It’s no coincidence that the fall of Vine coincided with the ability to put videos on Instagram. This happened only a year after the photo sharing giant was bought by Facebook. Now it’s Snapchat under attack as Instagram has launched its own ‘story’ function that mimics the whole concept of the app, but conveniently tucked into a corner of the Instagram interface. Rather inconveniently for Snapchat, it’s only growing in popularity.

The reason for this is quite simply that Instagram is a much more open platform; the beauty of apps like Instagram and Twitter is the ability to gain an insight into the lives of people we wouldn’t normally encounter. We can get up to the minute insights into what the Kardashian’s are wearing or the latest diet fad is first hand, something that is much more difficult on Snapchat.

Of course there are benefits to Snapchat; Snapchat isn’t based on likes or followers so there is no scope for fake news to be spread, features such as ‘Discover’ are heavily vetted so that content is of a certain quality and, most relevant to us, advertising is integrated into the customer experience so it is un-intrusive whilst also interactive.

There is a reason for this. “Snapchat makes discovery of people who aren’t in your phone book extremely difficult because they believe peer-to-peer sharing is stickier than a so-called influencer model,” says Rob Fishman, co-founder of Niche, a company that connects brand with social media influencers.

The combination of this and Snapchat’s venture into wearable tech means there may be a future for the app but whether it will able to hold its own against the Facebook empire remains to be seen, as in 2017 Instagram’s influence is set to grow even further. In terms of advertising Instagram is predicted to usurp Twitter, meaning Facebook will hold the gold and silver medals in the social media marketing race, a truly astonishing feat. Luckily for Twitter, Facebook has already adopted some of the character traits of Twitter, such as hashtags and an increased ability to share content and news, but has never been able to mimic the balance of intimacy and worldwide scope that Twitter delivers – it remains safe for the time being.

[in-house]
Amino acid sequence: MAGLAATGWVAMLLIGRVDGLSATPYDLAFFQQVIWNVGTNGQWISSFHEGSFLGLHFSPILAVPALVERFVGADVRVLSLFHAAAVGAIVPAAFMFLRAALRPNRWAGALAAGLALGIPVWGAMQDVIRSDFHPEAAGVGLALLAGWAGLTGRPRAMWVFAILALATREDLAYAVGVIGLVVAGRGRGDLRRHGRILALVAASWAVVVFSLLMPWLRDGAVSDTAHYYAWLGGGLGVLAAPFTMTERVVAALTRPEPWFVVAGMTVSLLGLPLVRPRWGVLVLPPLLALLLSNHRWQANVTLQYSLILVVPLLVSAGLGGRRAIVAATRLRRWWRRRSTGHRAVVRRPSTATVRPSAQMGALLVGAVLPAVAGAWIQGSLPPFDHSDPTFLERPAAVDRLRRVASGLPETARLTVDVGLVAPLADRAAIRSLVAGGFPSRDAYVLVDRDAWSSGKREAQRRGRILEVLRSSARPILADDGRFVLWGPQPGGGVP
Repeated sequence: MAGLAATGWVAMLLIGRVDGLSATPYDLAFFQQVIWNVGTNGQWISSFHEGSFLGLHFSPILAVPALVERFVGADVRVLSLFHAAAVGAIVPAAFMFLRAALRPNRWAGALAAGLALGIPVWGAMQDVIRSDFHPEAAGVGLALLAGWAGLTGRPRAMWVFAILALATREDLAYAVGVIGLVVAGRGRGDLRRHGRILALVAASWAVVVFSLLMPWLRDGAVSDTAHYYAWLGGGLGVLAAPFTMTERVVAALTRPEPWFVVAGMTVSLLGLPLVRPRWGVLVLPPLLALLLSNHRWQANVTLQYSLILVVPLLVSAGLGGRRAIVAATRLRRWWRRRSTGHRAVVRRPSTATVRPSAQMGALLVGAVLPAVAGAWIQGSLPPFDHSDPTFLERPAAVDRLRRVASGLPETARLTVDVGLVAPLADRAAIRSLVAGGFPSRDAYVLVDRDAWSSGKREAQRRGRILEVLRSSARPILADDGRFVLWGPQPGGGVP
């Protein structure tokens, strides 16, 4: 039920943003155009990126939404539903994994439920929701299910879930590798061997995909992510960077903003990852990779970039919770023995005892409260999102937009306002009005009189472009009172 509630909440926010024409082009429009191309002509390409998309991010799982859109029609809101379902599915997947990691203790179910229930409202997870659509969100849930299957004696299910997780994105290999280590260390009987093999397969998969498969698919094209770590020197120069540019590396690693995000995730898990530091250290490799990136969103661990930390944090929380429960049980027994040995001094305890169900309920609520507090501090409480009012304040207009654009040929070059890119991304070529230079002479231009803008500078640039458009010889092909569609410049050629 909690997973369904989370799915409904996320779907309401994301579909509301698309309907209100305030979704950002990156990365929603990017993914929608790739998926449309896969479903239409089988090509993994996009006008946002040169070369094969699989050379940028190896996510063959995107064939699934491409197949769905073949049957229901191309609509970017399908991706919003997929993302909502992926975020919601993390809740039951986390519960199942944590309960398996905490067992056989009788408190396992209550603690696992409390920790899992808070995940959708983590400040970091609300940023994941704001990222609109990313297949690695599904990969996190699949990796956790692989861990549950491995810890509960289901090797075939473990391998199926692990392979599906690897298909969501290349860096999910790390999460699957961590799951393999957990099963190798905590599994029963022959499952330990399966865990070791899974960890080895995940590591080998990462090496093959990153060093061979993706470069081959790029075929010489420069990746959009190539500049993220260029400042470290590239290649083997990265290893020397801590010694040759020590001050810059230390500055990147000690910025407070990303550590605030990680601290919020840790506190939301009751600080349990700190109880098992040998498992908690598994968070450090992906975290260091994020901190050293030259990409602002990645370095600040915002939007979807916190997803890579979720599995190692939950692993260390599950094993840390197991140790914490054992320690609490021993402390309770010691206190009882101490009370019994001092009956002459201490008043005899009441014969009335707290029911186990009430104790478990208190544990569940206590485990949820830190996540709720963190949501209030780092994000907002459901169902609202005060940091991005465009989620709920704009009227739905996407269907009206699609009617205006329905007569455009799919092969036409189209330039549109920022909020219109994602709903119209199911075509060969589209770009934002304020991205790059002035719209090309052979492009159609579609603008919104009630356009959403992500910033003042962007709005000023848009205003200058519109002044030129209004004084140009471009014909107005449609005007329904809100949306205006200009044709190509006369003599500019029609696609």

In our expert opinion Snapchat remains a contender – for now. And there is no doubt that Twitter will be around as a major social media platform for a long time to come, but Facebook ultimately reigns almighty.

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There has been more than a little speculation over the relevance of Google+, in fact, last year Forbes declared it dead; as a social media platform it is widely known to be redundant and you wouldn’t be foolish to think it doesn’t exist anymore (in fact Google+ pages are now managed through Google My Business). Nevertheless as a tool for business, Google couldn’t be more vital.
In the battle of the search engines, Google undeniably dominates with 81.42 percent of desktop browser traffic in the US and over 11 billion desktop searches per month. The statistics are even more astonishing if you take into account mobile usage, where a vast 92.91 percent of searches were done through Google.
This year marks the first in which mobile internet access surpassed desktop usage, and is predicted to increase even further, with estimates of mobile making up 75 percent of global search traffic next year. Google’s stronghold on the mobile market means that, if we combine this information with the fact that search engine queries ultimately generate 300 percent more traffic to content sites than social media, we can see how the curtains might not quite be drawn on Google+ yet.